Reminders from Cybersecurity Awareness Month

Although Cybersecurity Awareness Month is drawing to a close, it is important to remember that cybersecurity awareness is important all year long. Keep your data, devices and accounts secure by following these tips from the Cybersecurity and Infrastructure Security Agency (CISA) and the National Cyber Security Alliance (NCSA): 

  • Double your login protection. Enable multi-factor authentication (MFA) for all accounts and devices to ensure that the only person who has access to your account is you. Use it for email, banking, social media and any other service that requires logging in. 
  • Shake up your password protocol. According to the National Institute of Standards and Technology (NIST) guidelines, you should consider using the longest password or passphrase permissible. Get creative and customize your standard password for different sites. Use password managers to generate and remember different, complex passwords for each of your accounts.  
  • If you connect, you must protect. Whether it’s your computer, smartphone, game device or other network devices, the best defense against viruses and malware is updating to the latest security software, web browser and operating systems. Sign up for automatic updates and protect your devices with anti-virus software.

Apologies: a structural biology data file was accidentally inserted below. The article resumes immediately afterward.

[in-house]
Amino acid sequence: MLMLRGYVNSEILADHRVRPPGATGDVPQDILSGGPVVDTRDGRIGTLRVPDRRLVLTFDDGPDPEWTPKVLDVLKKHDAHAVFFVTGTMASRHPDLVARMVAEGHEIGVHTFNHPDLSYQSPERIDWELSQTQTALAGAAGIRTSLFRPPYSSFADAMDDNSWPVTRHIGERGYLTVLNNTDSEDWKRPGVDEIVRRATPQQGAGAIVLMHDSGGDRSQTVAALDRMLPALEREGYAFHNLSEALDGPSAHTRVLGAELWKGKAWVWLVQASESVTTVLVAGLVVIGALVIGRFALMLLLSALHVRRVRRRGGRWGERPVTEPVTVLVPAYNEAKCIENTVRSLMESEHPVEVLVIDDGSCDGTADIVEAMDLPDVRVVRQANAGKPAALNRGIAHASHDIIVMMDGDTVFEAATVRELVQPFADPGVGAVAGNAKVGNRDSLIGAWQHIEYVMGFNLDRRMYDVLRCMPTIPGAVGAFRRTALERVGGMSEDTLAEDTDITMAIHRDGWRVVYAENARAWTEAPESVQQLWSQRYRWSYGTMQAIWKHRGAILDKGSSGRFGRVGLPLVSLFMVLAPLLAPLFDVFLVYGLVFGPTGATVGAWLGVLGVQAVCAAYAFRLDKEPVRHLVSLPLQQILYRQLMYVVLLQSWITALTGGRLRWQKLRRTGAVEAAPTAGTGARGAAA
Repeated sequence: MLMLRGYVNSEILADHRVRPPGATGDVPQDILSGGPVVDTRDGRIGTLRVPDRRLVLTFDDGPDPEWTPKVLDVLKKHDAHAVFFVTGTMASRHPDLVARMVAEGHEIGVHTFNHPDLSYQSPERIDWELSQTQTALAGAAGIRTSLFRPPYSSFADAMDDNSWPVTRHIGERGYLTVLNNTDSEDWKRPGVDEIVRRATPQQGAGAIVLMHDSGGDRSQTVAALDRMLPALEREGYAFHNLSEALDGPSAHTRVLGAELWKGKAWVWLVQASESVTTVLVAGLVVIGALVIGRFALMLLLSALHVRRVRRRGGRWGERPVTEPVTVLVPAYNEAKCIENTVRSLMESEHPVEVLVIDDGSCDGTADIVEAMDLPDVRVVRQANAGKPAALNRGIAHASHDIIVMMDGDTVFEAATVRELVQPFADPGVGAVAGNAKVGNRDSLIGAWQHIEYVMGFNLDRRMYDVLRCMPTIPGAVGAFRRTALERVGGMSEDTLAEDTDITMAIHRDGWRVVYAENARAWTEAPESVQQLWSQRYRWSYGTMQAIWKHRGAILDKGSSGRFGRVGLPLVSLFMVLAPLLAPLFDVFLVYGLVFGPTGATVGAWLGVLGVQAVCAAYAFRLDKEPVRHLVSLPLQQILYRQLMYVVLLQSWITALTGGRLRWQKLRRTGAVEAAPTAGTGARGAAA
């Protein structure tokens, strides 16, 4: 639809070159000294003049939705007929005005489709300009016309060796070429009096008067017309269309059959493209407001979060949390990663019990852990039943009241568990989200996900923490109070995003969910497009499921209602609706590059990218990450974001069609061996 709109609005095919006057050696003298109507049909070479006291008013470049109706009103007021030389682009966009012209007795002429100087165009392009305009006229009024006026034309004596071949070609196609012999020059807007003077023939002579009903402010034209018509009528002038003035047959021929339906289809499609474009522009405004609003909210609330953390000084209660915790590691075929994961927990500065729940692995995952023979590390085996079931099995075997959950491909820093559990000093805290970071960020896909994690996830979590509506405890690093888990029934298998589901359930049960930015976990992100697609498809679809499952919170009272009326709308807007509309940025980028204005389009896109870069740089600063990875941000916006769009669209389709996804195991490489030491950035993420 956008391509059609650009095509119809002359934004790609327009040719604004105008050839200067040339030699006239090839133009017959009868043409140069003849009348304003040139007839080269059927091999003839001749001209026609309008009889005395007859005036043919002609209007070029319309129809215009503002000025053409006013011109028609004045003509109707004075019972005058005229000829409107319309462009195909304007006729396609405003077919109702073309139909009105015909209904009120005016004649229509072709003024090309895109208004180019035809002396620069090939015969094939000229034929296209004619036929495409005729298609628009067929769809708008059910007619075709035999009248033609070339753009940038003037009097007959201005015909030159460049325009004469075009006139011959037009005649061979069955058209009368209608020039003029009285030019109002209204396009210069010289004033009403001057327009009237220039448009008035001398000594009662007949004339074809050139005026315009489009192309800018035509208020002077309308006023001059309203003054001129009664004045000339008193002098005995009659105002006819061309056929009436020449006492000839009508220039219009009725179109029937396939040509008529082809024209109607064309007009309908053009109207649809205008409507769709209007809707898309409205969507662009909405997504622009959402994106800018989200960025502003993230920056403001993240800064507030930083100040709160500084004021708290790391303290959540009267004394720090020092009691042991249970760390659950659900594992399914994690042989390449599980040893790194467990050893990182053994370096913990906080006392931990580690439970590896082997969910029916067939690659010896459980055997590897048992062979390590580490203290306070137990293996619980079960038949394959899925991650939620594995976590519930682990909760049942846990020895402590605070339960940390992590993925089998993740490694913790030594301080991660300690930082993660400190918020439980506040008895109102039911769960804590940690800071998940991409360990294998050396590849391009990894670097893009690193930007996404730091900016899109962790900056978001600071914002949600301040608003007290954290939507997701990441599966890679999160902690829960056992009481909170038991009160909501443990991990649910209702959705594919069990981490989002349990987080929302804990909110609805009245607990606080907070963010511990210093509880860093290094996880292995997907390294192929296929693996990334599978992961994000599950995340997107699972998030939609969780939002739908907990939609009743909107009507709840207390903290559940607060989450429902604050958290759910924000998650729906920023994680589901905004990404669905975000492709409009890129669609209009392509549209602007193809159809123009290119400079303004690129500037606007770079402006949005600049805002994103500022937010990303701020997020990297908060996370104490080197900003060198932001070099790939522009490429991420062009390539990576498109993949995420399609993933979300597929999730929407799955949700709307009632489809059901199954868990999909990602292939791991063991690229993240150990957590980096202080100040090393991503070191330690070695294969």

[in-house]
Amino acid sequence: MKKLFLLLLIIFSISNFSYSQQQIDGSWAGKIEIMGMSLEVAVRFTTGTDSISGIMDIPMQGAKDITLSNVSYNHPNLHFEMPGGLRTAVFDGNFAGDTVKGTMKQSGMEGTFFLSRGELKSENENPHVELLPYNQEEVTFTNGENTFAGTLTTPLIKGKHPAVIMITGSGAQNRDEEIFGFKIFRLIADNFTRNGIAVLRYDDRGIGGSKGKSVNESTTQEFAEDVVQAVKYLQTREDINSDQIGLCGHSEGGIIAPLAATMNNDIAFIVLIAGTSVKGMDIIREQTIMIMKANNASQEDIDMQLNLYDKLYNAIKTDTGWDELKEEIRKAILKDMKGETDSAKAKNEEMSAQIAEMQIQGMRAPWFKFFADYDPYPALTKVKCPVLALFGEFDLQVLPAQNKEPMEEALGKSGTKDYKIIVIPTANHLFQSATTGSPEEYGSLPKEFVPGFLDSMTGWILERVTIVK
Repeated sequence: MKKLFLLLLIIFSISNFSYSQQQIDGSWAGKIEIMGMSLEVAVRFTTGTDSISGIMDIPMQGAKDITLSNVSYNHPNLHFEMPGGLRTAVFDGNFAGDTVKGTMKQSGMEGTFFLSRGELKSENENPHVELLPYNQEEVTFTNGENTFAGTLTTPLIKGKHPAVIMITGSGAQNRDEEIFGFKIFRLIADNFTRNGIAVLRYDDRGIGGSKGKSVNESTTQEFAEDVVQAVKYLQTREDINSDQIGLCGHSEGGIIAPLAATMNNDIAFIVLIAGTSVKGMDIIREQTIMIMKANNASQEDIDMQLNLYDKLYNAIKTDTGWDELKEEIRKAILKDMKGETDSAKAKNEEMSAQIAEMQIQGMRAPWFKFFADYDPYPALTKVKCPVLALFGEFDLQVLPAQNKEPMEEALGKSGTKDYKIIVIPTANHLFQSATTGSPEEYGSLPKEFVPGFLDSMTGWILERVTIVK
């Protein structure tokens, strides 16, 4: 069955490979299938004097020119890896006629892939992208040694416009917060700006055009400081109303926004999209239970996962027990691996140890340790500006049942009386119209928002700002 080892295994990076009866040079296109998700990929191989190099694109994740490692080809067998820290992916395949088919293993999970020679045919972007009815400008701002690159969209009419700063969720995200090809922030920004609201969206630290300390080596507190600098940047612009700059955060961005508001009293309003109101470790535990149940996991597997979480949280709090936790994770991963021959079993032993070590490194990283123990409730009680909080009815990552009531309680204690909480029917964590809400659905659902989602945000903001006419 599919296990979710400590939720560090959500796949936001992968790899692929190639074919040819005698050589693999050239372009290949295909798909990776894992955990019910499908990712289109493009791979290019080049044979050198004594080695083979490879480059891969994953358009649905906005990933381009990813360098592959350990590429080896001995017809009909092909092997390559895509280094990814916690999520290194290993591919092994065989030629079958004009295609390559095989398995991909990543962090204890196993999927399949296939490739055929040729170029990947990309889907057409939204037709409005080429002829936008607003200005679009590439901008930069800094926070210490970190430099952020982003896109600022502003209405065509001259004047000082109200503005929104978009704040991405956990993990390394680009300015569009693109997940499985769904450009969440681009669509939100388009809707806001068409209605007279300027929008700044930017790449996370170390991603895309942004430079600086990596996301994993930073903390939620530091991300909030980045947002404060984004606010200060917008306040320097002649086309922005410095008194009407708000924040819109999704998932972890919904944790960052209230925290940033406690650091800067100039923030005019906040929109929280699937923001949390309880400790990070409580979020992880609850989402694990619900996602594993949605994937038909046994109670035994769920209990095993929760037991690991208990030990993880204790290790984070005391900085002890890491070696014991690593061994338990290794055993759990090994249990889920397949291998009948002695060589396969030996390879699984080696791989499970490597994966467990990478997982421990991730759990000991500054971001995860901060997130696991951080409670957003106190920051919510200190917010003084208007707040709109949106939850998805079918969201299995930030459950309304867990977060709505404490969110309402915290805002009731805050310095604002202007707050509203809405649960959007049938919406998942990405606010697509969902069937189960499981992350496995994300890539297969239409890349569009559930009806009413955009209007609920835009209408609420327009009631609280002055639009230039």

• Play hard to get with strangers. Cybercriminals use phishing tactics, hoping to fool their victims. If you’re unsure who an email is from or if the email looks ‘phishy,’ do not respond and do not click on any links or attachments found in that email. When available, use the “report phish” or “report” option to help your organization or email provider block other suspicious emails before they arrive in your inbox.  
  • Never click and tell. Limit what information you post on social media—from personal addresses to where you like to grab a coffee. What many people don’t realize is that these seemingly random details are all criminals need to know to target you, your loved ones and your physical belongings. Keep Social Security numbers, account numbers and passwords private, as well as specific information about yourself. Disable location services that allow anyone to see where you are – and where you aren’t – at any given time. 
  • Keep tabs on your apps. Most connected appliances, toys and devices are supported by a mobile application. Your mobile device could be filled with suspicious apps running in the background or using default permissions you never realized you approved. Check your app permissions and use the “rule of least privilege” to delete what you don’t need or no longer use. Learn to just say “no” to privilege requests that don’t make sense. Only download apps from trusted vendors and sources. 
  • Stay protected while connected. Before you connect to any public wireless hotspot be sure to confirm the name of the network and exact login procedures with appropriate staff to ensure that the network is legitimate. If you do use an unsecured public access point, practice good internet hygiene by avoiding sensitive activities (e.g., banking) that require passwords or credit cards. Only use sites that begin with “https://” when online shopping or banking. 

Each of us can get involved this year to help the campus community increase online safety and security. #BeCyberSmart by utilizing the following resources: 

Contact IT Services with questions about National Cybersecurity Awareness Month or to report suspicious activities.